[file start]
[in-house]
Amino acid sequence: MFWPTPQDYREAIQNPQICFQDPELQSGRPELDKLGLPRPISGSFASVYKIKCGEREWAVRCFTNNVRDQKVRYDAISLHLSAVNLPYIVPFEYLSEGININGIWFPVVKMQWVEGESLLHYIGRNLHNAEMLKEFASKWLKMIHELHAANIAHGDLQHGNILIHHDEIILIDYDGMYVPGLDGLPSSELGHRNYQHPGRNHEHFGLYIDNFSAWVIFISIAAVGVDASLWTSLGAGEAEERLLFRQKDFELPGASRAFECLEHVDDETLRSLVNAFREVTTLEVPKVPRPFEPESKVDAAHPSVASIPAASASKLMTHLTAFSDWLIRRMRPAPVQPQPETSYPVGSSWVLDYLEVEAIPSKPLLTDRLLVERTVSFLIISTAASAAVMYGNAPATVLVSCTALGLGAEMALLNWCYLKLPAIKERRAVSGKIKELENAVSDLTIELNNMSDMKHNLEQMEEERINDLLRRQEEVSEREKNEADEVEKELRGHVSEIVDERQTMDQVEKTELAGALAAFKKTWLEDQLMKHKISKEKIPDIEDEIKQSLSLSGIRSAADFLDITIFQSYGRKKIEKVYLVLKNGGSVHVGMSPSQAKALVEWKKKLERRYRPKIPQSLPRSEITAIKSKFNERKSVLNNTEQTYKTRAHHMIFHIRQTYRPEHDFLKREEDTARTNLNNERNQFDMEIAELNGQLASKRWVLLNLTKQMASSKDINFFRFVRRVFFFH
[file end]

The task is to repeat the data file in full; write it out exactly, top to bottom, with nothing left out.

[in-house]
Amino acid sequence: MFWPTPQDYREAIQNPQICFQDPELQSGRPELDKLGLPRPISGSFASVYKIKCGEREWAVRCFTNNVRDQKVRYDAISLHLSAVNLPYIVPFEYLSEGININGIWFPVVKMQWVEGESLLHYIGRNLHNAEMLKEFASKWLKMIHELHAANIAHGDLQHGNILIHHDEIILIDYDGMYVPGLDGLPSSELGHRNYQHPGRNHEHFGLYIDNFSAWVIFISIAAVGVDASLWTSLGAGEAEERLLFRQKDFELPGASRAFECLEHVDDETLRSLVNAFREVTTLEVPKVPRPFEPESKVDAAHPSVASIPAASASKLMTHLTAFSDWLIRRMRPAPVQPQPETSYPVGSSWVLDYLEVEAIPSKPLLTDRLLVERTVSFLIISTAASAAVMYGNAPATVLVSCTALGLGAEMALLNWCYLKLPAIKERRAVSGKIKELENAVSDLTIELNNMSDMKHNLEQMEEERINDLLRRQEEVSEREKNEADEVEKELRGHVSEIVDERQTMDQVEKTELAGALAAFKKTWLEDQLMKHKISKEKIPDIEDEIKQSLSLSGIRSAADFLDITIFQSYGRKKIEKVYLVLKNGGSVHVGMSPSQAKALVEWKKKLERRYRPKIPQSLPRSEITAIKSKFNERKSVLNNTEQTYKTRAHHMIFHIRQTYRPEHDFLKREEDTARTNLNNERNQFDMEIAELNGQLASKRWVLLNLTKQMASSKDINFFRFVRRVFFFH